On-line monitoring of vertical long wavelength track irregularities using bogie pitch rate
Xing Zongyi^{1} , Chen Yuejian^{2} , Qing Yong^{3}
^{1}School of Automation, Nanjing University of Science and Technology, Nanjing, 210094, China
^{2}School of Mechanical Engineering, Nanjing University of Science and Technology, Nanjing, 210094, China
^{3}State Key Lab of Traffic Control and Safety, Beijing Jiaotong University, Beijing 100044, China
^{2}Corresponding author
Vibroengineering PROCEDIA, Vol. 4, 2014, p. 17-22.
Accepted 9 July 2014; published 3 November 2014
JVE Conferences
Long wavelength track irregularities are the key factors which influence vehicle stability and comfort. An on-line monitoring method is proposed to detect the vertical long wavelength track irregularities based on bogie pitch rate. Firstly, the principle of on-line monitoring method based on bogie pitch rate was presented. Secondly, to process bogie pitch rate, a mix-filtering approach which contains double integration, baseline correction and RLS (Recursive Least Squares) adaptive compensation filter was proposed. Thirdly, a coupling dynamics model of vertical vehicle-track interactions was developed to obtain bogie pitch rate. The obtained bogie pitch rate was then filtered with the mix-filtering approach. When the processed result compares with the actual irregularities, the Standard Deviation is 0.327 mm and the Normalized Mean Square Error is –9.1495. The experimental result shows that the proposed on-line monitoring method based on bogie pitch rate and signal processing approach are capable of monitoring the long wavelength track irregularities accurately and effectively.
Keywords: on-line monitoring, long wavelength track irregularities, mix-filtering approach.
1. Introduction
Track irregularities are track defects in geometry which caused by continuous wheel rail contact force and the deterioration of rail or sleeper. It will influence the stability, comfort, wheel rail service life and even operational safety of rail transit [1]. Track irregularities can be divided into long wavelength irregularities and short wavelength irregularities in terms of wavelength, and the long wavelength track irregularities are the key factors which influence vehicle stability and comfort. Effective detection of the long wavelength track irregularities has great significance to railway operation.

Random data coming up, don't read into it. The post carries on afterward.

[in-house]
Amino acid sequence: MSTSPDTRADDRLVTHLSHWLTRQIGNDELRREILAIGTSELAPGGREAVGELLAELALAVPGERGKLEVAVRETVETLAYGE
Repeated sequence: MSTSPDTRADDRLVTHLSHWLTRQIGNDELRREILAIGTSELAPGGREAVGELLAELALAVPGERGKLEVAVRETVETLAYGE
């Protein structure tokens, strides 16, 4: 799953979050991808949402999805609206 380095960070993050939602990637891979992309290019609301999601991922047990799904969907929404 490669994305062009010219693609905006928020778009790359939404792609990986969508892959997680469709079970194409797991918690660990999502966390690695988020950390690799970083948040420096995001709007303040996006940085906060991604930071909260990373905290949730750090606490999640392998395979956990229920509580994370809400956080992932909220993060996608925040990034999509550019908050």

Track irregularities are usually measured in displacement by a trolley measurement system that uses acceleration sensors with contact probes during maintenance work [2]. The contact probes have a speed limit during the measurement, so that this method can hardly be used to measure the long wavelength irregularities. Another method is adding testing equipment on the bottom of track inspection vehicle to record track irregularities after track inspection vehicle running through [3]. The purchase and maintenance costs of track inspection car are high, and due to the needing for specialized schedule, it cannot realize monitoring the track condition in time. On-line monitoring track irregularities from an in-service vehicle allows for continual track monitoring so that both sudden and longer-term changes in track geometry can be detected [4-7]. This provides the possibility of timely maintenance intervention, avoiding the need for more extensive maintenance at a later date, and allows degradation to be tracked.
This article aims to propose the use of a bogie-mounted pitch-rate gyro to detect vertical long wavelength track irregularities. Using this sensor alone provides a large amount of advantages such as low cost and a good engineering applicability.
2. Principle of on-line monitoring
Gyroscope are widely used so that on-line monitoring of track irregularities can be realized by detecting bogie pitch rate. A bogie pitch gyroscope are mounted on an operational vehicle as shown in Fig. 1. The gyro is located above axle-box. And that mounting the sensor in the same location on the other side of bogie can constitute a whole system to monitor both left and right vertical track irregularities.
Fig. 1. Mounting position of a bogie pitch gyroscope
In Fig. 2, let a bogie pitch-rate gyro be oriented an angle velocity $\dot{\phi}$. If the pitch angle of the rate gyro is approximately equal to the pitch angle of the track, then an estimate for the corresponding vertical displacement is given by [7]:
where $s$ is displacement along the track (m), $\phi $ is pitch angle(rad), $v$ is vehicle speed along track (m/s), ${\widehat{z}}_{\phi}$ is the estimation of pitch-rate gyro-derived vertical position (m).
Fig. 2. Wheelrail contact diagram
3. Mix-filtering approach for bogie mounted pitch rate
From Eq. (1) the vertical track irregularities can be estimated by double integration of the signal with respect to space domain. During the process of observation, the gyroscope output contains two types of errors which will influence irregularity estimation. One is Gaussian noise caused by environment vibration or electromagnetic radiation. The other is installation error caused by the sensitive axis of sensor not completely perpendicular to the plane of the train running line. Installation error is a constant proportion. Taking the bogie pitch observation error and the sensor signal characteristics into account, a mix-filtering approach for processing gyro signal is proposed to estimate track irregularities as shown in Fig. 3. This mix-filtering approach use bogie pitch gyro signal in space domain as input. Gyro signal in space domain can be obtained by gyro signal in time domain divided by vehicle speed. It contains 3 steps including double integration, baseline correction and RLS adaptive compensation filter.